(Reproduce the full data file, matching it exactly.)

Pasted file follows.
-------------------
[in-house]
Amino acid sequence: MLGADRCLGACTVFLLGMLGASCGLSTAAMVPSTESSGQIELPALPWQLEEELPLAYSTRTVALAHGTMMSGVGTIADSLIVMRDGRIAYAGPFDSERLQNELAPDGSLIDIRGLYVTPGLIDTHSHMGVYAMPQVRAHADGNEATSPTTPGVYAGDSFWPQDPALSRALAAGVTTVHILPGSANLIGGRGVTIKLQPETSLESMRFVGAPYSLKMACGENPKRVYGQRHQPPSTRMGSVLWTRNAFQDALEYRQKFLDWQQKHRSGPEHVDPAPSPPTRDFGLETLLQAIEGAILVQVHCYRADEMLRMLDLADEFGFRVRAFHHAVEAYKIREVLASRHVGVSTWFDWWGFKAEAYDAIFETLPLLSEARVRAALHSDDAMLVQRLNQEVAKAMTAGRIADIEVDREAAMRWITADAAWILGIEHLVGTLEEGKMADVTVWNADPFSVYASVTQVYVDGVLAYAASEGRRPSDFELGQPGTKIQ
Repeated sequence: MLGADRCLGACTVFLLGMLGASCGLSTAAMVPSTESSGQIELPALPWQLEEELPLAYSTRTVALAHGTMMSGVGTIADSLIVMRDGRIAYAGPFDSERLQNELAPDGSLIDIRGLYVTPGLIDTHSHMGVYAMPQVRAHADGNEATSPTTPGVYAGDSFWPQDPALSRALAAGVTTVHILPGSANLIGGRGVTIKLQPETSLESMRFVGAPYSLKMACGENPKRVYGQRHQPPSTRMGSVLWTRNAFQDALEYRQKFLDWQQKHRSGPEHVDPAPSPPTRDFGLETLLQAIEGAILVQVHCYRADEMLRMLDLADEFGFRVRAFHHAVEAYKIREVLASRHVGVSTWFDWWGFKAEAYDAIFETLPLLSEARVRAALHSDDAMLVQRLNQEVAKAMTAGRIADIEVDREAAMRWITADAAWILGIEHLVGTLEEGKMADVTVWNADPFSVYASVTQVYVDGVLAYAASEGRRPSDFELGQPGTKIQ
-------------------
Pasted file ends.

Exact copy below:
[in-house]
Amino acid sequence: MLGADRCLGACTVFLLGMLGASCGLSTAAMVPSTESSGQIELPALPWQLEEELPLAYSTRTVALAHGTMMSGVGTIADSLIVMRDGRIAYAGPFDSERLQNELAPDGSLIDIRGLYVTPGLIDTHSHMGVYAMPQVRAHADGNEATSPTTPGVYAGDSFWPQDPALSRALAAGVTTVHILPGSANLIGGRGVTIKLQPETSLESMRFVGAPYSLKMACGENPKRVYGQRHQPPSTRMGSVLWTRNAFQDALEYRQKFLDWQQKHRSGPEHVDPAPSPPTRDFGLETLLQAIEGAILVQVHCYRADEMLRMLDLADEFGFRVRAFHHAVEAYKIREVLASRHVGVSTWFDWWGFKAEAYDAIFETLPLLSEARVRAALHSDDAMLVQRLNQEVAKAMTAGRIADIEVDREAAMRWITADAAWILGIEHLVGTLEEGKMADVTVWNADPFSVYASVTQVYVDGVLAYAASEGRRPSDFELGQPGTKIQ
Repeated sequence: MLGADRCLGACTVFLLGMLGASCGLSTAAMVPSTESSGQIELPALPWQLEEELPLAYSTRTVALAHGTMMSGVGTIADSLIVMRDGRIAYAGPFDSERLQNELAPDGSLIDIRGLYVTPGLIDTHSHMGVYAMPQVRAHADGNEATSPTTPGVYAGDSFWPQDPALSRALAAGVTTVHILPGSANLIGGRGVTIKLQPETSLESMRFVGAPYSLKMACGENPKRVYGQRHQPPSTRMGSVLWTRNAFQDALEYRQKFLDWQQKHRSGPEHVDPAPSPPTRDFGLETLLQAIEGAILVQVHCYRADEMLRMLDLADEFGFRVRAFHHAVEAYKIREVLASRHVGVSTWFDWWGFKAEAYDAIFETLPLLSEARVRAALHSDDAMLVQRLNQEVAKAMTAGRIADIEVDREAAMRWITADAAWILGIEHLVGTLEEGKMADVTVWNADPFSVYASVTQVYVDGVLAYAASEGRRPSDFELGQPGTKIQ